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Serbia, Political instability would drive away potential investors first

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The first consequences of possible political instability in Serbia due to the possible unfavorable direction of negotiations between Belgrade and Pristina would first affect the decisions of investors to exclude Serbia from plans for business expansion, according to economic experts.

Economist Goran Pitić stated that “healthy”, non-speculative capital prefers political stability.

“Experience shows that escalations of conflicts, especially political conflicts, lead to the flight of capital looking for more stable investment areas,” said Pitić, who is the president of the FEF Council of the Faculty in Belgrade.

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He added that Serbia, as one of the most important regional areas, arouses the interest of foreign investors, but, as a small open economy, is very sensitive to the interruption of the continuity of the inflow of foreign direct investments.

On the one hand, as he said, this speaks of the quality of the development model, which should certainly push more and ensure the possibility of strengthening the domestic private sector, which would be the backbone of economic development in the long term.

According to him, it is very important to understand the importance of direct foreign investments in Serbia, which consists in influencing employment, gross domestic product (GDP), and currently they are especially important due to the stability of the exchange rate.

“The withdrawal or reduction of direct foreign investments would affect the inflow of foreign currency, which would increase the pressure on the relatively stable exchange rate and on the melting of foreign exchange reserves in order to defend it, and on the other hand, the sliding of the exchange rate would affect wages and standards,” said Pitić.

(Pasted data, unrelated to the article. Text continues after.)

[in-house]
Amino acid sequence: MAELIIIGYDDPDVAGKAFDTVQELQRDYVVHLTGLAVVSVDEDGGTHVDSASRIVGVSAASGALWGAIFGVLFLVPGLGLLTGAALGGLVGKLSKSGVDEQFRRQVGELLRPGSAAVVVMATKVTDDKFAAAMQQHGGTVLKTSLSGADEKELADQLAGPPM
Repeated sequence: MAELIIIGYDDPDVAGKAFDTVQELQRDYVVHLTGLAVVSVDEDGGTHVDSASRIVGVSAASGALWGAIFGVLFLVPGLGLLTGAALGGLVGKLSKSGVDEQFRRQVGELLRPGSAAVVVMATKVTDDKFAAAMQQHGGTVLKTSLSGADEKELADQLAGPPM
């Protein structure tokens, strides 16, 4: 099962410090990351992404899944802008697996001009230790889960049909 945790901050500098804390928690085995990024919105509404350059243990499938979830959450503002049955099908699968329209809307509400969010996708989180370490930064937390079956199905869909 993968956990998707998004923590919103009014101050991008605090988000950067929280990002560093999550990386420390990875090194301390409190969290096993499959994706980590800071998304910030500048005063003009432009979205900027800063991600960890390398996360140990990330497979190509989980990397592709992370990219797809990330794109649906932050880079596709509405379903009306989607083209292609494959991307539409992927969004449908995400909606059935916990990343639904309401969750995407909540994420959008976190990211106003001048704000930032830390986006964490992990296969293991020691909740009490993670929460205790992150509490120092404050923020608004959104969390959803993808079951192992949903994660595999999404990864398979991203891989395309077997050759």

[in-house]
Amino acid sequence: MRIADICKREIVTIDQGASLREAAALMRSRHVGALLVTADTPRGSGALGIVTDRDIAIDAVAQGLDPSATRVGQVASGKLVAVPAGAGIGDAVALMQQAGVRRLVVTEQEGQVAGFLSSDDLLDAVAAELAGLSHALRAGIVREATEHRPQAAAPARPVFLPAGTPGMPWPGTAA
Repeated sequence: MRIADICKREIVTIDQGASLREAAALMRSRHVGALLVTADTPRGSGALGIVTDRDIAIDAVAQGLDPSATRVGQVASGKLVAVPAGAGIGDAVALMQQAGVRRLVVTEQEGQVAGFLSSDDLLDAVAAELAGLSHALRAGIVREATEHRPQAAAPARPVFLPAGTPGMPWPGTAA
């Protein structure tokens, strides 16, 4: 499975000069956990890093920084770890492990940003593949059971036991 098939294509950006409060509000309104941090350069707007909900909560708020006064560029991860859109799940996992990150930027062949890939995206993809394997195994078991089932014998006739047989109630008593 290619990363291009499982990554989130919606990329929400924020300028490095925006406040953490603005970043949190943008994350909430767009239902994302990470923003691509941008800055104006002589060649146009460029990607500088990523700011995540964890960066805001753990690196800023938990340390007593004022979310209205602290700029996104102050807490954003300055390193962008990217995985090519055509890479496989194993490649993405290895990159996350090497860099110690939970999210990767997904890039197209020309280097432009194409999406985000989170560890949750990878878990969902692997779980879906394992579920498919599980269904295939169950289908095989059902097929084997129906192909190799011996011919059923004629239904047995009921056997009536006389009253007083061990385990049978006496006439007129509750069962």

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He stated that the withdrawal of investments would also affect the public debt because it would increase dramatically, and thus “investment stability” would be lost.

He pointed out that the current situation does not show that Serbia is facing a bigger “challenge”.

“There is interest from investors, those who are in Serbia are, as the data in their chambers show, ‘correctly satisfied’ and, with all the problems the economy has, at the moment there is no challenge for their survival,” Pitić assessed.

The problem, he said, is the influx of new investments if there were to be major political challenges, because there are not a few companies that would listen to what their governments and European institutions say.

According to him, foreign companies enter countries through diplomatic missions, commercial departments of embassies, and information that would talk about the serious political challenges that Serbia would eventually face would certainly influence the change in investment decisions in Serbia, which would slow down growth.

The consequences of political instability, as he said, come in a cascade, first political decisions would affect those who intend to enter Serbia, the next step is the impact on additional investment in existing factories, and then the narrowing of existing activities.

According to him, cheap energy products and everything else are transitory items because foreign direct investments require “long-term commitment”.

“They know that Serbia will have to adjust the prices of energy products over time, they always have a cost calculation, whether it is through the workforce, energy products, business model or through the capacity of the Serbian market in relation to neighboring countries, but these are only items in the profit calculation, and when it comes to the long-term decision to enter or stay in a certain country, the issue of political signals has a serious impact on the company’s decision-making,” said Pitić.

Foreign investment consultant Milan Kovačević said that the first consequences of possible political instability due to the negotiations between Belgrade and Pristina would affect the determination of potential investors to choose Serbia as a place of investment.

“The big, serious factories that have opened in Serbia probably wouldn’t withdraw, but that’s no consolation because the most important thing is whether they will continue to invest.” “I don’t know what the consequences would be for those companies that do not listen to the possible invitation of their governments to withdraw from Serbia,” Kovačević said.

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